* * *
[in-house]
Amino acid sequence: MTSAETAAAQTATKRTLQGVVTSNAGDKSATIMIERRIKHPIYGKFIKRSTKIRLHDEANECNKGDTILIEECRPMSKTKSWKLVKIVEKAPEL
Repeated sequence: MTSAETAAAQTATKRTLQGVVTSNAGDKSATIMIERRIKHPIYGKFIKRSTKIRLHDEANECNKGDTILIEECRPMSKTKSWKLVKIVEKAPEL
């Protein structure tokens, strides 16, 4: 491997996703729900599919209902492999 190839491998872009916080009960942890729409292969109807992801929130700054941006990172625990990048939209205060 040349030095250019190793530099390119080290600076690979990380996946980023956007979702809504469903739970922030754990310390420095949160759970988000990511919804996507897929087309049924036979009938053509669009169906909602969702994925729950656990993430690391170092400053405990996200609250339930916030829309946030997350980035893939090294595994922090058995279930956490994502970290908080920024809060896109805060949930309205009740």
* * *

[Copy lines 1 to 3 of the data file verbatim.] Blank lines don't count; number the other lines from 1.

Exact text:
[in-house]
Amino acid sequence: MTSAETAAAQTATKRTLQGVVTSNAGDKSATIMIERRIKHPIYGKFIKRSTKIRLHDEANECNKGDTILIEECRPMSKTKSWKLVKIVEKAPEL
Repeated sequence: MTSAETAAAQTATKRTLQGVVTSNAGDKSATIMIERRIKHPIYGKFIKRSTKIRLHDEANECNKGDTILIEECRPMSKTKSWKLVKIVEKAPEL